Shorebird Nest Predation Study

Naval Base Coronado and Marine Base Camp Pendleton

IWS began work during the 2012 shorebird nesting season to protect two vulnerable species: the California Least Tern (Sterna antillarum browni) and the Western Snowy Plover (Charadrius alexandrinus nivosus). Jump to the Camp Pendleton slideshow.

The California Least Tern (“tern”) is federally listed as “endangered”. Efforts to recover this species have been successful, with a population increase from about 600 breeding pairs to well over 6000 pairs over the past 40 years. Unfortunately, there are still significant threats, due mainly to the finding that 70% of the breeding population nests at only 5 sites. Our study sites account for the highest densities of those nests. Threats to terns include:
limitation and reduced quality of
habitat, predation by native and
non-native predators, human
disturbance, and long-term
factors such as food
availability, disease
and climate.

California Least Terns mating on the beach

Western Snowy Plover adult on the beach

The Pacific Coast population of the Western Snowy Plover (“plover”) is federally listed as “threatened”, and is likely declining. Current population estimates are approximately half as large as the target in the Recovery Plan. Threats are similar to the terns, despite ongoing conservation efforts. Long-term management of the Pacific population of plovers will be required to allow for delisting.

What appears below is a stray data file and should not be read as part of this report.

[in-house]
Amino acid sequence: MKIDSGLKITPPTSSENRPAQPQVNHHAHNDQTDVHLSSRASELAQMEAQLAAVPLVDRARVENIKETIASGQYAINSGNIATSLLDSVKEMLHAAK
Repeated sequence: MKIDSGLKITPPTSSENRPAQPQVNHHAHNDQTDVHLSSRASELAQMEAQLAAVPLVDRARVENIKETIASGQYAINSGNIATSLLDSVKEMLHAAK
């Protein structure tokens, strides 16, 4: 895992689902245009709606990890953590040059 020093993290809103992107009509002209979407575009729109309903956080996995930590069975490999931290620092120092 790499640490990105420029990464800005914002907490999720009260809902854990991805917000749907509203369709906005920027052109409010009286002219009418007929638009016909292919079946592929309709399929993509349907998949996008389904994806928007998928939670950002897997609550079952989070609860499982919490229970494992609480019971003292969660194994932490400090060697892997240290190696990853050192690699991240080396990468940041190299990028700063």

Egg predation by raven


Predation of nests and nestlings by native and non-native predators remain a major area of concern for the recovery of both tern and plover populations. IWS is focusing on controlling and managing predator impacts on nesting terns and plovers in an effort to increase successful nests and overall nest productivity (surviving young). Our extensive experience with predator control has led to new methods for capture and monitoring of avian and mammalian predators.

IWS truck on Foxtrot Beach We are approaching the predator control in ways that minimize the impact on native species. This includes trapping and translocating raptors (hawks, falcons, owls) at distances that would reduce the probability that they would return to prey on terns or plovers. We are investigating the use of taste aversion chemicals inside mimic eggs to educate ravens and crows to avoid feeding on tern and plover eggs. When possible, mammals are moved away from the beach nesting areas to locations where they would be less likely to return.

IWS is also working on a number of innovative techniques to deter predators from approaching the nesting colonies, in hopes of increasing nest success without having to control the predator populations. Developing these techniques will not only benefit threatened or endangered shorebirds nesting at these two installations, but could be applied at other locations as well. 



Western Snowy Plover chicks huddlingWestern Snowy Plover chicks   



CA Least Tern chicksCalifornia Least Tern chicks   


Western Snowy Plover running away after being bandedNewly banded plover chick